Gazing at Iris — “Necessary Stories” from The Jerusalem Report

Haim Watzman

illustration by Avi Katz
Iris opens an eye to the sun above, then turns it to Yehoshua. Around them, a clearing of May’s green grass, not yet browned by the summer, stretches between the exuberant purple blooms of three jacarandas, among which iridescent blue sunbirds hover. Iris lies, and Yehoshua sits, on the top of a knoll skirted by the paths of Independence Park, so that even the occasional late morning Shabbat stroller does not disturb them. A west wind makes waves in the grass.

Yehoshua had passed this spot a few days earlier while riding his bike to his student waiter job at Tmol Shilshom. He spotted a pair of lovers on the peak of the hill, the girl lying on her back, sleeping peacefully, and the guy seated, leaning on his left arm, gazing at her face. A few minutes after passing, as he approached the restaurant, he circled back to the park to observe them again. The guy, with his short black beard and loose tee-shirt, could have been him. And the girl, in her loose trousers, with light brown hair splayed over the grass, could have been Iris. The guy was still gazing, the girl still dozing, and it seemed to Yehoshua that there, on that knoll, amid the purple flowers and shining dark birds, love was as pure as it ever could be. The sour face from the shift manager for being a few minutes late didn’t faze him. He would bring Iris to that spot on Shabbat, and they would be in love like that.

“What are you doing?” Iris asks, one eye still closed.

He smiles. “Gazing at you.”

“Well, stop it. It makes me nervous.” She closes her open eye. After a minute she opens it again. “I said stop it.”

“But you’re so amazing,” Yehoshua says, his whole heart in it. “How can I stop looking?”

She smiles, opens her other eye, and pushes herself up on her elbows. “What’s gotten into you?”

He’s not sure what the right answer is. He thinks back to that other guy and girl. He hadn’t heard them speak. It seemed they didn’t need to.

“I’m being romantic.”

She glances at his crotch. “It looks to me like you want to head back home.”

“But it’s so beautiful here,” he protests.

She turns over on her side and extends a hand to ruffle his hair. “It is, but I hope you aren’t expecting me to make love to you here, on top of a hill, where everyone can see.”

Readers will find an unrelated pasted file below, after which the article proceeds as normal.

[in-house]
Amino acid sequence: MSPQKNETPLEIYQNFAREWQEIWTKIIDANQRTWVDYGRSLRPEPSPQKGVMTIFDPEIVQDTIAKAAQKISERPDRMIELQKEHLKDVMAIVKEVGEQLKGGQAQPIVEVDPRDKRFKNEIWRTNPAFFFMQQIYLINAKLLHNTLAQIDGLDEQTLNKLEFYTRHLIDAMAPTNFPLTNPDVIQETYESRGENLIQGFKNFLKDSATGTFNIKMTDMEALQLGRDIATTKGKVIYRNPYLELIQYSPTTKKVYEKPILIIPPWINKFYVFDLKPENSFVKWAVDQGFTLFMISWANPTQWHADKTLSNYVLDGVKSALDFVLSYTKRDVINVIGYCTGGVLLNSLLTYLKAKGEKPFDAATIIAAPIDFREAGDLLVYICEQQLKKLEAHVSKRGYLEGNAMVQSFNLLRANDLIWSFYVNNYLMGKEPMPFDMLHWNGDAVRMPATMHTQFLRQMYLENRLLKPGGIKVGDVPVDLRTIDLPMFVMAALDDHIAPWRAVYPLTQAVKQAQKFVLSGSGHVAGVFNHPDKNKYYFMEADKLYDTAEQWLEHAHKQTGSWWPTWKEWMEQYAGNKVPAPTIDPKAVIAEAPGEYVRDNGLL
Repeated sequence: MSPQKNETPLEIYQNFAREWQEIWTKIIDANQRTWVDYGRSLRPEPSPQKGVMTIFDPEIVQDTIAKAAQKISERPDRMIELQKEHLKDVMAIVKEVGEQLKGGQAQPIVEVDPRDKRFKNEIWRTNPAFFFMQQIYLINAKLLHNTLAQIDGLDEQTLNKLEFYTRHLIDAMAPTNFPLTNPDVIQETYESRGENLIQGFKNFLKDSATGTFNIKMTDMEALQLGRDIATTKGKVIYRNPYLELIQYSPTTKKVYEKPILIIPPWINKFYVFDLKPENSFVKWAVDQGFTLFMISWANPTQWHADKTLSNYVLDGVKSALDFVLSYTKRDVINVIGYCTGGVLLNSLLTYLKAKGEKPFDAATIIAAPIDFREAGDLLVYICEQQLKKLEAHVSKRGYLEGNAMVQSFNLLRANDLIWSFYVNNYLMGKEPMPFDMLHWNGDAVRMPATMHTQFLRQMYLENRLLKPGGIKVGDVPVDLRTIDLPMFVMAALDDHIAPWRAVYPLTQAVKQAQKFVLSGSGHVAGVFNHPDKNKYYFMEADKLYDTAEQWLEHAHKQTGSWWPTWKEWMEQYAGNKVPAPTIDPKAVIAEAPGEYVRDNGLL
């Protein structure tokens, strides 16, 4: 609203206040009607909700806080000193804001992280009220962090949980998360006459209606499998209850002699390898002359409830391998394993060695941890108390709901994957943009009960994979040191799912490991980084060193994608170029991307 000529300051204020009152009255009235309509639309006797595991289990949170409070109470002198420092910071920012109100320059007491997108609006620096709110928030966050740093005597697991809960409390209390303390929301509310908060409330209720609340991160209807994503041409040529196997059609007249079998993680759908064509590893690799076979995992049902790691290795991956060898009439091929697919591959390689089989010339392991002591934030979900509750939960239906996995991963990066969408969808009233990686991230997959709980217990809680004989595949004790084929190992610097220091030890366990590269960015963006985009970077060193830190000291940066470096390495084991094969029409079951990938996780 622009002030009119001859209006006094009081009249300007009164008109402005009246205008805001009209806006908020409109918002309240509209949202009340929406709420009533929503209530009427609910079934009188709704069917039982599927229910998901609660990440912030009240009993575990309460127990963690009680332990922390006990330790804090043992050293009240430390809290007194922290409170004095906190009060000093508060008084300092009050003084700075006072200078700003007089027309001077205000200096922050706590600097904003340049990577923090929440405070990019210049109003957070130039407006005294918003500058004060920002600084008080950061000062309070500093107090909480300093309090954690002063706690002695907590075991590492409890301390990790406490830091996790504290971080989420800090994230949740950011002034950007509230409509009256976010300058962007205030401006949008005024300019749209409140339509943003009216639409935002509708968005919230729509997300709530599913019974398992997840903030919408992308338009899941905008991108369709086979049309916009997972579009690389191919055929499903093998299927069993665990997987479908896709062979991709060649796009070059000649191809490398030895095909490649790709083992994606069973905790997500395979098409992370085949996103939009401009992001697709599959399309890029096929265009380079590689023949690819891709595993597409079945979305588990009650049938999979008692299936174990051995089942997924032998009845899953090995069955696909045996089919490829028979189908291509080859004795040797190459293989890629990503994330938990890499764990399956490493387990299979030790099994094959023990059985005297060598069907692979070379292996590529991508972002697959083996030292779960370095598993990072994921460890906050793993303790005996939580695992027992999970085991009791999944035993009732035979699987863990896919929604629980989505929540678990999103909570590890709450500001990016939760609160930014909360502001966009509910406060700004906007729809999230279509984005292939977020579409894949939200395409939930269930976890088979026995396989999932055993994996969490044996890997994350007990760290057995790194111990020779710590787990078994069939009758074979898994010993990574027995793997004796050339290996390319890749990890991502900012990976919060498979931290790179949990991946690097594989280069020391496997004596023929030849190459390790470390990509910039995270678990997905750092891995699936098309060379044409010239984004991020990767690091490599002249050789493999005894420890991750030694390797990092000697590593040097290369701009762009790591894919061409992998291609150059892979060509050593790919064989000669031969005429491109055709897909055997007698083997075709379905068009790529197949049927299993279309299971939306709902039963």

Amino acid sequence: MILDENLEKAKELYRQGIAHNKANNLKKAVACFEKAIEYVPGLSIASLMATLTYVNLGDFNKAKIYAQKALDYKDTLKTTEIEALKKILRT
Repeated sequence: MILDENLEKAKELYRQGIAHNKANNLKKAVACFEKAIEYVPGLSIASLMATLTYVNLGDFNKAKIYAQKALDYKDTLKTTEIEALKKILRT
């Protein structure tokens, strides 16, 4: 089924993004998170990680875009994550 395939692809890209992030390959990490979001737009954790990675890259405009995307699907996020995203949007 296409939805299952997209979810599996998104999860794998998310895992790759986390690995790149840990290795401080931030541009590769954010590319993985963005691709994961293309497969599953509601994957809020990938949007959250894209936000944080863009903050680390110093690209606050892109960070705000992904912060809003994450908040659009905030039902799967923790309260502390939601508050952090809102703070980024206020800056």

He takes her hand and kisses it.

“I’m so tired,” she says.

“Go back to sleep,” he suggests. She hesitates, then lies back down on the grass and closes her eyes. When she opens them again, half a minute later, to check on him, he is watching a sunbird sip nectar from a jacaranda flower.

She squints. “Why is that one so drab and gray? I can barely see it.”

“It’s a female. The shiny blue ones are the males.”

But her eyes are already closed. He watches the sunbird for a couple more minutes, and then turns back to her.


“It felt funny because I wasn’t used to it, that’s what I mean.” It’s afternoon, and they lie naked in her bed, on the other side of Rechavia’s hill, a fifteen-minute walk southwest from the park. They are both on their backs, staring at the ceiling, their fingers intertwined. “I’m sorry, I hurt you.”

He says nothing at first. Then: “I just wanted to try something new.”

“Well, new things unsettle me.” Iris readjusts herself. “I like what I’m used to. Usually, when we’re together, and I fall asleep, and I wake up, I see you reading a poetry book, or texting on your phone, or writing in your journal, or … well, you know.”

Yehoshua turns on his side to face her. “Why can’t we be romantic, like other couples?”

She rolls toward him for a kiss. “But we are romantic, aren’t we? We hold hands, we go for walks, we talk, we make love. Isn’t that romance enough?”

“I mean like …” He sighs. “I don’t know what I mean. Forget about it.” He pushes her away.

Iris weeps, softly, with few tears. “I’m sorry, really, I’m sorry, I didn’t mean …”

“It’s ok, I’ll get over it.”

They are both on their backs again, but this time their hands are at their sides.

She turns her head to look at him. “I’m not giving you something you need. I’m giving you everything I can, but it’s not what you need.”

They lie like that, in silence, for many minutes.

Yehoshua turns to her and pulls her over to face him.

“It was really good, making love this afternoon.”

She wipes a tear. “I thought so, too.”

“Maybe I just live in a fantasy world. Maybe love isn’t really like that. At least for us.”

“Like what?”

He tells her about the couple he saw, riding his bike through the park, and how he had circled back to see them again.